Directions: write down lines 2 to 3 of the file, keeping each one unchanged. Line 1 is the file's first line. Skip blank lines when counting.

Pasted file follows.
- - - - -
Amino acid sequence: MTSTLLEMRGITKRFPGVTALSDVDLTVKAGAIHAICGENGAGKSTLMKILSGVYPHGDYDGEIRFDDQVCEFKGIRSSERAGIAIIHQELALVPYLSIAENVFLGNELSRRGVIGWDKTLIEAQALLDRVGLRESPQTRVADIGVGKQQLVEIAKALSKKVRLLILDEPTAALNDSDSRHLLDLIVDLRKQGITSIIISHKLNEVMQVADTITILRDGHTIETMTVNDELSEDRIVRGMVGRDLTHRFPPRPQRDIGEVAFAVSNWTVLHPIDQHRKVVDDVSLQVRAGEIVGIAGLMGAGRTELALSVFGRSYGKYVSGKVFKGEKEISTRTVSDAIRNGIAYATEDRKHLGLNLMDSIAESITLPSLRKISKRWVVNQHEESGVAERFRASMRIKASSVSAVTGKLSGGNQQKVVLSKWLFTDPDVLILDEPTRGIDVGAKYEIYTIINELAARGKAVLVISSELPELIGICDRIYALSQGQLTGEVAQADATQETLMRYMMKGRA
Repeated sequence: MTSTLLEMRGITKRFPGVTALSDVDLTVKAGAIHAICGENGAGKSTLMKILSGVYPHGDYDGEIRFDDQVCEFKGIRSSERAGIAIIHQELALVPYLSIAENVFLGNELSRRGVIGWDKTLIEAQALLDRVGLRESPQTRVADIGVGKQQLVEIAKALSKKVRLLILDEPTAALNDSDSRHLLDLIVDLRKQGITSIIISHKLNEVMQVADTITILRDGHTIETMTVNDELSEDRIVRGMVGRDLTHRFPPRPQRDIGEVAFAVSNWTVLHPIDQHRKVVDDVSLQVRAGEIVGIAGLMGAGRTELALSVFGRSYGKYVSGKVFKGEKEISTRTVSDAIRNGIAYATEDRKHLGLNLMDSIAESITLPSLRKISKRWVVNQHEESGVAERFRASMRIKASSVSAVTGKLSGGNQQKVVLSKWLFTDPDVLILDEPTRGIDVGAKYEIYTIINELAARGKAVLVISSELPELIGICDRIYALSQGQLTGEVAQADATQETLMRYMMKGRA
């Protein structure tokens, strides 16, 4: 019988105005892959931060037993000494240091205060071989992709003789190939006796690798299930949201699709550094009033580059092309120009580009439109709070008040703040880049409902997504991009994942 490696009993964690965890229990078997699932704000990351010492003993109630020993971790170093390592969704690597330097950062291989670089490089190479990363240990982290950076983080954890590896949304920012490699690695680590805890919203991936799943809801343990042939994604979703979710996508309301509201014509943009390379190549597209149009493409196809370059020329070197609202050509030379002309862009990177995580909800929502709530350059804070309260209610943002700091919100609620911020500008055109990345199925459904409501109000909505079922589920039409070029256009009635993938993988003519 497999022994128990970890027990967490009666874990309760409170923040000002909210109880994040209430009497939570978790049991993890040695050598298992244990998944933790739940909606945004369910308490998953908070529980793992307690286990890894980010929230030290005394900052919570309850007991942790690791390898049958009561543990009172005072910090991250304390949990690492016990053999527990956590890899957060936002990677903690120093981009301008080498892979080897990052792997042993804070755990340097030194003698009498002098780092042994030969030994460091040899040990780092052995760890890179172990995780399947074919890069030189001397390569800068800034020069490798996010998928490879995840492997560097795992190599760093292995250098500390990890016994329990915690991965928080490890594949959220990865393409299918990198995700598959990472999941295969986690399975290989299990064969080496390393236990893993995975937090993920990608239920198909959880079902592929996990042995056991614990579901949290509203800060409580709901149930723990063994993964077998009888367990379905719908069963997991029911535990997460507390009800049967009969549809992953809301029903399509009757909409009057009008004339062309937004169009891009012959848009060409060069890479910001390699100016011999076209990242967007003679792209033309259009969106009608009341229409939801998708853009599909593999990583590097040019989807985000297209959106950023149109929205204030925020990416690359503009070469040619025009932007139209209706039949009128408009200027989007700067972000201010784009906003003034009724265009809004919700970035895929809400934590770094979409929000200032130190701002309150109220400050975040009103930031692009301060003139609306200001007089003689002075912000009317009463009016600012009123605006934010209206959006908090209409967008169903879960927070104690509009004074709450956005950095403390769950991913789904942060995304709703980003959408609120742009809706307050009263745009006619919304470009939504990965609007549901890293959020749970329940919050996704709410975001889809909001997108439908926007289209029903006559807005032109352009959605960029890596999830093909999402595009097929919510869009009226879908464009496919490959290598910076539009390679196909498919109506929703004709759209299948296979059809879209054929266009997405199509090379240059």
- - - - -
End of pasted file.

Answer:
Repeated sequence: MTSTLLEMRGITKRFPGVTALSDVDLTVKAGAIHAICGENGAGKSTLMKILSGVYPHGDYDGEIRFDDQVCEFKGIRSSERAGIAIIHQELALVPYLSIAENVFLGNELSRRGVIGWDKTLIEAQALLDRVGLRESPQTRVADIGVGKQQLVEIAKALSKKVRLLILDEPTAALNDSDSRHLLDLIVDLRKQGITSIIISHKLNEVMQVADTITILRDGHTIETMTVNDELSEDRIVRGMVGRDLTHRFPPRPQRDIGEVAFAVSNWTVLHPIDQHRKVVDDVSLQVRAGEIVGIAGLMGAGRTELALSVFGRSYGKYVSGKVFKGEKEISTRTVSDAIRNGIAYATEDRKHLGLNLMDSIAESITLPSLRKISKRWVVNQHEESGVAERFRASMRIKASSVSAVTGKLSGGNQQKVVLSKWLFTDPDVLILDEPTRGIDVGAKYEIYTIINELAARGKAVLVISSELPELIGICDRIYALSQGQLTGEVAQADATQETLMRYMMKGRA
């Protein structure tokens, strides 16, 4: 019988105005892959931060037993000494240091205060071989992709003789190939006796690798299930949201699709550094009033580059092309120009580009439109709070008040703040880049409902997504991009994942 490696009993964690965890229990078997699932704000990351010492003993109630020993971790170093390592969704690597330097950062291989670089490089190479990363240990982290950076983080954890590896949304920012490699690695680590805890919203991936799943809801343990042939994604979703979710996508309301509201014509943009390379190549597209149009493409196809370059020329070197609202050509030379002309862009990177995580909800929502709530350059804070309260209610943002700091919100609620911020500008055109990345199925459904409501109000909505079922589920039409070029256009009635993938993988003519 497999022994128990970890027990967490009666874990309760409170923040000002909210109880994040209430009497939570978790049991993890040695050598298992244990998944933790739940909606945004369910308490998953908070529980793992307690286990890894980010929230030290005394900052919570309850007991942790690791390898049958009561543990009172005072910090991250304390949990690492016990053999527990956590890899957060936002990677903690120093981009301008080498892979080897990052792997042993804070755990340097030194003698009498002098780092042994030969030994460091040899040990780092052995760890890179172990995780399947074919890069030189001397390569800068800034020069490798996010998928490879995840492997560097795992190599760093292995250098500390990890016994329990915690991965928080490890594949959220990865393409299918990198995700598959990472999941295969986690399975290989299990064969080496390393236990893993995975937090993920990608239920198909959880079902592929996990042995056991614990579901949290509203800060409580709901149930723990063994993964077998009888367990379905719908069963997991029911535990997460507390009800049967009969549809992953809301029903399509009757909409009057009008004339062309937004169009891009012959848009060409060069890479910001390699100016011999076209990242967007003679792209033309259009969106009608009341229409939801998708853009599909593999990583590097040019989807985000297209959106950023149109929205204030925020990416690359503009070469040619025009932007139209209706039949009128408009200027989007700067972000201010784009906003003034009724265009809004919700970035895929809400934590770094979409929000200032130190701002309150109220400050975040009103930031692009301060003139609306200001007089003689002075912000009317009463009016600012009123605006934010209206959006908090209409967008169903879960927070104690509009004074709450956005950095403390769950991913789904942060995304709703980003959408609120742009809706307050009263745009006619919304470009939504990965609007549901890293959020749970329940919050996704709410975001889809909001997108439908926007289209029903006559807005032109352009959605960029890596999830093909999402595009097929919510869009009226879908464009496919490959290598910076539009390679196909498919109506929703004709759209299948296979059809879209054929266009997405199509090379240059």